What to Do about “Billy Big Bucks”

Posted by David G Phillips on Aug 9, 2018 9:19:13 AM

As a national consulting firm, our team of professionals conducts business in a wide variety of communities across the country. As we compare notes among ourselves, we discover there are a few opinions often voiced by the clients we serve and the non-profit executives we meet. One that seems to come up in most communities is when an organization’s representative says, “Great news! Billy Big Bucks lives in our town! We can ask them to fund this project.” “Billy Big Bucks” is my code name for any wealthy celebrity, whether a movie star, athlete, author, or any other profession.

Our reaction to this is typically one of guarded enthusiasm. It is certainly valuable information to know that there are people of capability, even vast wealth, within the geographic area of the organization. However, too often an organization blinds itself to other, more likely, possibilities in an unsuccessful effort to add Billy Big Bucks to their donor list. As the fundraising business teaches us again and again, there are no easy answers. There is no shortcut to the top of the mountain. If we can incorporate a well-structured solicitation of Billy Big Bucks into our fundraising effort, then by all means, he is a great prospect. If we are counting on Billy Big Bucks to single-handedly save us because he is rich, then we are building castles in the clouds.

Relying too heavily on Billy Big Bucks can be a symptom of a much larger disease. The organization may be basing its fundraising efforts on the premise of “They’ve got it, and we need it.” This violates a couple of the prime laws of successful fundraising. First of all, “we” never have needs; our constituents do. That is to say, our patients, students, grant recipients, whomever we serve. Donors want to know what their donation will do once it passes through the organization, not what it will do to impact the organization’s balance sheet.

Second, few things will turn off a prospective donor faster than suggesting you have requested their support because you know they are capable of making a substantial gift. Wealthy people know they have money. That is how they amassed their assets; by keeping close tabs on their finances. Potential donors do not want to be presented with a bill; they want to receive an opportunity. They want a chance to make a difference in the lives of those served by the organization.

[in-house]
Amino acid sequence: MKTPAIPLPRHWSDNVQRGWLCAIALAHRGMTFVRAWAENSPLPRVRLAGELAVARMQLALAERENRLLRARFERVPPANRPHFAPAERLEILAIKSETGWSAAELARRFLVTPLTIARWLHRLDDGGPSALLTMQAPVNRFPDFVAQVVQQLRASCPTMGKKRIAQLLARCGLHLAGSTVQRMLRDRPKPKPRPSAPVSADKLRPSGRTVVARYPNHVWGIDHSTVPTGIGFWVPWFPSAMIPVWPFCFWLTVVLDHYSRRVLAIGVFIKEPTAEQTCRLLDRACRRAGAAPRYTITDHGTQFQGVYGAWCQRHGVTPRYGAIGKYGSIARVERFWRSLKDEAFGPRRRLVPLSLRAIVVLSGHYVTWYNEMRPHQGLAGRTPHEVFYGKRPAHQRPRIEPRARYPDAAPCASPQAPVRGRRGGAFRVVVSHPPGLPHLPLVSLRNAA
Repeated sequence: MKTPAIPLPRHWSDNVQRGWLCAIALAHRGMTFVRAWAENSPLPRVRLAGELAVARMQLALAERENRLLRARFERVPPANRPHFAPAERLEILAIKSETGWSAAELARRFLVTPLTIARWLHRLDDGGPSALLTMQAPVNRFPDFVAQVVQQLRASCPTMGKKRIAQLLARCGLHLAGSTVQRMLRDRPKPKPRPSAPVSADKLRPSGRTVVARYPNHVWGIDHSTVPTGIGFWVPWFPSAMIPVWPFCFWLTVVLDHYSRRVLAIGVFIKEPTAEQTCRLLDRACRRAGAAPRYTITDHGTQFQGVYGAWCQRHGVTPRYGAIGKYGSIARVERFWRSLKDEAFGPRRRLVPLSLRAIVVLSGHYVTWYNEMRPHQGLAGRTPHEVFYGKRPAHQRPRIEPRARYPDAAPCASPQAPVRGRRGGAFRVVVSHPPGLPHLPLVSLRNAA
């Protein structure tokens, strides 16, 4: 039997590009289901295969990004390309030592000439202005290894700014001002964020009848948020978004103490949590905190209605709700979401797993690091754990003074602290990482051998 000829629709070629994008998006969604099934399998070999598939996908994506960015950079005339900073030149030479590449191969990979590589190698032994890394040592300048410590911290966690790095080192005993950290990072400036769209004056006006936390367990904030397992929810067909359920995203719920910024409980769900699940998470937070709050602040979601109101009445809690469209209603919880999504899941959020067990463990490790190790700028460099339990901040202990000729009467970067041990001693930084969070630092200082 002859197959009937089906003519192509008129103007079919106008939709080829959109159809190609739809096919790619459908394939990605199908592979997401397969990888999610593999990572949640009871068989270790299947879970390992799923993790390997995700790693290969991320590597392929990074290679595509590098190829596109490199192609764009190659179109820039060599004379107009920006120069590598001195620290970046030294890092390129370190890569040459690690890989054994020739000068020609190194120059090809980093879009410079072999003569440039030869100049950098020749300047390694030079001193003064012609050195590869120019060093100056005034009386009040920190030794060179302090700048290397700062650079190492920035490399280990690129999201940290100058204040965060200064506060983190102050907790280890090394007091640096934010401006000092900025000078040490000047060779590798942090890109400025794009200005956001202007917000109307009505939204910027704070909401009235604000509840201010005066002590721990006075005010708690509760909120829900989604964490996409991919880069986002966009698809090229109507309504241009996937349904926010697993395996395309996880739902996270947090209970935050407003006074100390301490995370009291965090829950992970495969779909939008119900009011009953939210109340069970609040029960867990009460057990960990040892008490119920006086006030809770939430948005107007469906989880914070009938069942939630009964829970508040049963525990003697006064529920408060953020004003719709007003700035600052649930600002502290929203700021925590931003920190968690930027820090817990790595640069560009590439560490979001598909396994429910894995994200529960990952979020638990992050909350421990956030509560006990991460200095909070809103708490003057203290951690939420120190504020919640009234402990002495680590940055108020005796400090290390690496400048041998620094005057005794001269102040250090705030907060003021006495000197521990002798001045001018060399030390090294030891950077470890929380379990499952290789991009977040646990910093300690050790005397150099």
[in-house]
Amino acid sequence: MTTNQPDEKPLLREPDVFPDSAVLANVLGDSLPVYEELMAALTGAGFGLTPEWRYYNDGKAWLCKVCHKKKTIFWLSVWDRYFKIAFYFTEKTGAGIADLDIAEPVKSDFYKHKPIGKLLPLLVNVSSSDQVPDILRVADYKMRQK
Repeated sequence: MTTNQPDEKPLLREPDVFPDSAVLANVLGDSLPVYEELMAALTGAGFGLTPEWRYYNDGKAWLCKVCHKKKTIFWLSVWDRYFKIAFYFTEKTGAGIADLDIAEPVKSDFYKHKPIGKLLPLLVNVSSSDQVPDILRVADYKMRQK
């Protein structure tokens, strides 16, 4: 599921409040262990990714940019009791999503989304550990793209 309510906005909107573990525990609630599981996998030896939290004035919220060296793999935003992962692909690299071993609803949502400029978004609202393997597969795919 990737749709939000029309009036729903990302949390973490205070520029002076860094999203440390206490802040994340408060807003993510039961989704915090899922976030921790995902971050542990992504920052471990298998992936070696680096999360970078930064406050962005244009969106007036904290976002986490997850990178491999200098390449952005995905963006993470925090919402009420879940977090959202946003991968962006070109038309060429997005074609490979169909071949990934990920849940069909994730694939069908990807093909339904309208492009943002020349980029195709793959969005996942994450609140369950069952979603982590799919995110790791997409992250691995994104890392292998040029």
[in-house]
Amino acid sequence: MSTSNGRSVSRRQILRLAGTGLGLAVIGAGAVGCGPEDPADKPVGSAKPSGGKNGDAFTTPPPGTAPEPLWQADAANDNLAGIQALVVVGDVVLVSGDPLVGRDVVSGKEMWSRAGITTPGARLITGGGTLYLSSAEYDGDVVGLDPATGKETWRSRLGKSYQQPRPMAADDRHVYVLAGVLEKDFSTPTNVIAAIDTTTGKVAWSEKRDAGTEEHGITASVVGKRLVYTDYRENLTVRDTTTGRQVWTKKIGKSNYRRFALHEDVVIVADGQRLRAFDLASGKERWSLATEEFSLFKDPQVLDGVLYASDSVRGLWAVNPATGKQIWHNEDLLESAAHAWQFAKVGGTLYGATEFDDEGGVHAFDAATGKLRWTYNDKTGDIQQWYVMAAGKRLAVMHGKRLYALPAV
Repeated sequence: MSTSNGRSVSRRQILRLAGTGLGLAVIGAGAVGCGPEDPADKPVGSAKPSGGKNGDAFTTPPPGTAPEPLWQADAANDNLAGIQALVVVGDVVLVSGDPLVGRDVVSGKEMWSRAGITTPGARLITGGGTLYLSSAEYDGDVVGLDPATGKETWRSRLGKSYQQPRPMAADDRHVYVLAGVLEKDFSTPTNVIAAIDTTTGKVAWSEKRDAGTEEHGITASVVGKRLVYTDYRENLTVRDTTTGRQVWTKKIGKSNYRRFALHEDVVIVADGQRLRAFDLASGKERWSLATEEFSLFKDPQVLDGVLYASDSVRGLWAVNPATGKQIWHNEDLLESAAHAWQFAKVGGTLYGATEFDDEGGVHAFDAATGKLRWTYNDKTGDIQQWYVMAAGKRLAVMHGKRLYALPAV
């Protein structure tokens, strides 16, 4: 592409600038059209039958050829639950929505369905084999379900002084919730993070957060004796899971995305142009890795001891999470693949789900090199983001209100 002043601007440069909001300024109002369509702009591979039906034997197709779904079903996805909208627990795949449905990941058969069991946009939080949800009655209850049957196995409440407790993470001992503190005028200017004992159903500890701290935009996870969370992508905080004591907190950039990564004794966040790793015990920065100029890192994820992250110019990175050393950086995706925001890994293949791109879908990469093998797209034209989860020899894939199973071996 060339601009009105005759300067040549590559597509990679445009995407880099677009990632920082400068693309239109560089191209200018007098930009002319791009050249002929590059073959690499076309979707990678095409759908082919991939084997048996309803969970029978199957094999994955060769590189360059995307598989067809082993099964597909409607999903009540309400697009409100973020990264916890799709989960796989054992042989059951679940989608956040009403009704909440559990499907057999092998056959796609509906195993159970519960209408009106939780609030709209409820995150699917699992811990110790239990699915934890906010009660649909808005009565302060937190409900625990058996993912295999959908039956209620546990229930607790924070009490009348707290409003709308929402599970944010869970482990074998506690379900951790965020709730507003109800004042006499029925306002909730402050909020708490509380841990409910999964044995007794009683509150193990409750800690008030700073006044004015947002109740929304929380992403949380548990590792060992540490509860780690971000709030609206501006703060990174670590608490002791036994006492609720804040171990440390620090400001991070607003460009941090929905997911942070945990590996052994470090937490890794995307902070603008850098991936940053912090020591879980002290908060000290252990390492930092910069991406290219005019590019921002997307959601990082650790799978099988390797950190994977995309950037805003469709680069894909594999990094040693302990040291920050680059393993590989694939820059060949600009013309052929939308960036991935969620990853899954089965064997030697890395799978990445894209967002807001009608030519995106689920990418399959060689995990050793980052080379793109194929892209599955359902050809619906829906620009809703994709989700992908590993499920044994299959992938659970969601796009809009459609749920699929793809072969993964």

All of this is as true for Billy Big Bucks as it is for people of lesser means. Once you have the proper philosophy and tone for your delivery, what remains is to get an opportunity to make your case in a face-to-face meeting. There are a couple of avenues for accomplishing this. The best possible scenario is that Billy Big Bucks already has some affinity for your organization. Perhaps they have attended some event in the past, or made some nominal gift. If they are within your sphere of influence as well as your geographic area, then you have a leg up. Too often the opposite is the case, or at best the charity does not know if Billy Big Bucks shares their mission. When an organization tells us, “Great news! Billy Big Bucks lives here!” our response is often, “Does he know what your organization does and share it as a priority?” Too often the exuberant response is, “Who knows! He’s Billy Big Bucks!”

If you know that Billy Big Bucks shares your mission, then the straightforward approach is the best way to go. Make contact with him and ask for an opportunity to meet with him and discuss a giving opportunity. Have your most well-known and well-respected board member or other volunteer make the initial call. Show Billy the respect he deserves.

If you know of no connection between your organization’s priorities and Billy’s, then you have to build a bridge to him through your other donors. Remember the old theory that just six degrees of separation connect each of us to every other person on this planet. Thanks to the geographic proximity, it should only be a few links between you and Billy Big Bucks. Find out who those connective people are and bring them into the fold of your mission one at a time. Successful fundraising projects are like ripples in a pond; they expand outward into new, uncharted waters. Identifying, cultivating and soliciting new donors should be at the core of your responsibilities. If that new donor happens to be Billy Big Bucks, then so much the better.

Anyone with whom you can build a connection should be considered a prospect for your fundraising efforts. One of the strictest rules I apply to the campaigns I direct is that it is very easy to get on the prospect list and very hard to get off. Or, as someone else put it, there are two kinds of people in the world: donors and prospective donors. The key to going after the really big fish, the Billy Big Bucks, is the same as soliciting anyone: approach them in a structured, compelling, methodical way. Remember, Billy Big Bucks puts his pants on one leg at a time. His emotions are influenced by the same compelling arguments as those that move the hearts of less capable prospects. Stick to the fundamentals: build a compelling case; involve an impassioned volunteer donor; communicate a sense of urgency; and show them how critical their gift is to your mission. Even Billy Big Bucks will respond.

Custom Development Solutions, Inc. (CDS) is among the most sought after fundraising consulting firms specializing in the strategic planning and tactical execution of capital campaigns for non-profits throughout the United States and Canada.  If you have a fundraising question, please call CDS at 800-761-3833 or send an email to info@cdsfunds.com.

Topics: Campaign Feasibility and Planning Studies, Capital Campaigns, Communications and Networking, donor relationships, Fundraising Principles, successful fundraising, volunteers

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